6) a cauldron, boiler, [especially] the vessel in which the milk-offering to the Aśvins is boiled, [Ṛg-veda; Atharva-veda vii; Vājasaneyi-saṃhitā viii, 61; Aitareya-brāhmaṇa i; Śatapatha-brāhmaṇa xiv; Lāṭyāyana]

7) a cavity in the earth shaped like a cauldron (from which Atri was rescued by the Aśvins; ‘heat’ [Grassmann]), [Ṛg-veda]

8) hot milk or any other hot beverage offered as an oblation ([especially] to the Aśvins), [Ṛg-veda; Atharva-veda iv, 1, 2; Vājasaneyi-saṃhitā xxxviii; Śatapatha-brāhmaṇa iv, xiv; Kātyāyana-śrauta-sūtra; Āśvalāyana-śrauta-sūtra]

9) Name of Tāpasa (author of [Ṛg-veda x, 114])

10) of Saurya (author of 181, 3)

11) of a son of Anu (father of Ghṛta), [Harivaṃśa 1840] ([varia lectio])

12) cf. θερμός, θέρμη; [Latin] formus; [Zend] garĕma; [Gothic] varmya; [German] warm.

Source: Cologne Digital Sanskrit Dictionaries: Yates Sanskrit-English Dictionary

Gharma (घर्म):—(rmmaḥ) 1. m. Heat, perspiration.

Source: DDSA: Paia-sadda-mahannavo; a comprehensive Prakrit Hindi dictionary (S)

Gharma (घर्म) in the Sanskrit language is related to the Prakrit words: Ghamma, Ghammā.

[Sanskrit to German]

Gharma in German

context information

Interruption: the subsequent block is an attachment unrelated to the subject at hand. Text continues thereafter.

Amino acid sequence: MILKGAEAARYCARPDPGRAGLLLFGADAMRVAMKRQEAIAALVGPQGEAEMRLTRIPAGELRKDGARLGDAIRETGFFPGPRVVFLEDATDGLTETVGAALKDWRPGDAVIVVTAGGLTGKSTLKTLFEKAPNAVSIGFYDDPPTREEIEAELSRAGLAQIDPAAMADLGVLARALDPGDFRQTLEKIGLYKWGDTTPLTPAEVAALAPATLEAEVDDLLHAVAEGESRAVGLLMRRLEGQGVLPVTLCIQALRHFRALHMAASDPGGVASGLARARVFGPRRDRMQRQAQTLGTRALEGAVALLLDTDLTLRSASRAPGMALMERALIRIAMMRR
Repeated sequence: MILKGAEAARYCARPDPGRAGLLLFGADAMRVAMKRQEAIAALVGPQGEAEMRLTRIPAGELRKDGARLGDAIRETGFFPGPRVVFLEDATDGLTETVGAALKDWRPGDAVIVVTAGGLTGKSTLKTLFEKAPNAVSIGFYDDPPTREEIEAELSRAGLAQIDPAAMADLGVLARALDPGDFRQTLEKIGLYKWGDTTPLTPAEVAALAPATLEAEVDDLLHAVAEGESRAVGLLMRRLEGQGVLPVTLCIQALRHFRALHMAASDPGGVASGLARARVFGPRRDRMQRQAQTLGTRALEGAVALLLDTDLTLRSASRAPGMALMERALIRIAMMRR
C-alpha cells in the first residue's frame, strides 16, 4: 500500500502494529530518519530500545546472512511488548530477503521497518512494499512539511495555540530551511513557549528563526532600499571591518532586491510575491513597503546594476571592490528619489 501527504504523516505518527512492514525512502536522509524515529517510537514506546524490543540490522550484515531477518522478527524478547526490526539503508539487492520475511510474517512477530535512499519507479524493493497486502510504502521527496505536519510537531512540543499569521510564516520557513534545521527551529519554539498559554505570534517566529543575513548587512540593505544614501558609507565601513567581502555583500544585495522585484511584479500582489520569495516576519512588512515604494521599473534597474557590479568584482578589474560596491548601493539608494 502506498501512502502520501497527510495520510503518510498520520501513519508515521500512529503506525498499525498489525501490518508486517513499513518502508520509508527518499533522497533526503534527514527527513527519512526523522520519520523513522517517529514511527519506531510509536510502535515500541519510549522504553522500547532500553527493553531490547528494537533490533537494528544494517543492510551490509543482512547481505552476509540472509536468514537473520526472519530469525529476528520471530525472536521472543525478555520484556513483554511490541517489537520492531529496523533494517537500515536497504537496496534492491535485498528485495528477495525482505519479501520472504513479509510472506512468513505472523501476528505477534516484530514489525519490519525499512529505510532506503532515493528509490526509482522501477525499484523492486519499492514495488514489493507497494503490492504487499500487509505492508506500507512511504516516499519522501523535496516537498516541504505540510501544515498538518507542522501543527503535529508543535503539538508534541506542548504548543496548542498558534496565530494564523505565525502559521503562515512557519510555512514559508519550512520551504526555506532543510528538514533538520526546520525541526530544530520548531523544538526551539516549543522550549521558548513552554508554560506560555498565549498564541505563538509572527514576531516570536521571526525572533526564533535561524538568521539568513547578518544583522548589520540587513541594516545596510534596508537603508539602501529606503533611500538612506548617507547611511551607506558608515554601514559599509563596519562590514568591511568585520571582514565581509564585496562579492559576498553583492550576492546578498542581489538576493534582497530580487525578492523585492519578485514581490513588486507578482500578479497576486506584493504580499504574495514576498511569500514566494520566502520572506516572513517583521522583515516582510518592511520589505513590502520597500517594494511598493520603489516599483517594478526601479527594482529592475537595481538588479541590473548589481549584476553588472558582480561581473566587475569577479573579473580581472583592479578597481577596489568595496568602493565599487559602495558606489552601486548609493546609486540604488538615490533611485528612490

Sanskrit, also spelled संस्कृतम् (saṃskṛtam), is an ancient language of India commonly seen as the grandmother of the Indo-European language family (even English!). Closely allied with Prakrit and Pali, Sanskrit is more exhaustive in both grammar and terms and has the most extensive collection of literature in the world, greatly surpassing its sister-languages Greek and Latin.

Discover the meaning of gharma in the context of Sanskrit from relevant books on Exotic India

Kannada-English dictionary

Source: Alar: Kannada-English corpus

Gharma (ಘರ್ಮ):—[adjective] having a high temperature; characterised by a relatively or abnormally high temperature; very warm; hot.

--- OR ---

Gharma (ಘರ್ಮ):—

1) [noun] the quality of being hot; hotness; heat.

2) [noun] a state of increased body temperature caused by exercise, ovulation, infections, etc.; fever; pyrexia.

3) [noun] the warmest season of the year; summer season.

4) [noun] the clear, alkaline, salty liquid given forth in drops through the pores of the skin; perspiration; sweat.

context information

Kannada is a Dravidian language (as opposed to the Indo-European language family) mainly spoken in the southwestern region of India.

Discover the meaning of gharma in the context of Kannada from relevant books on Exotic India

See also (Relevant definitions)

Relevant text

Like what you read? Consider supporting this website: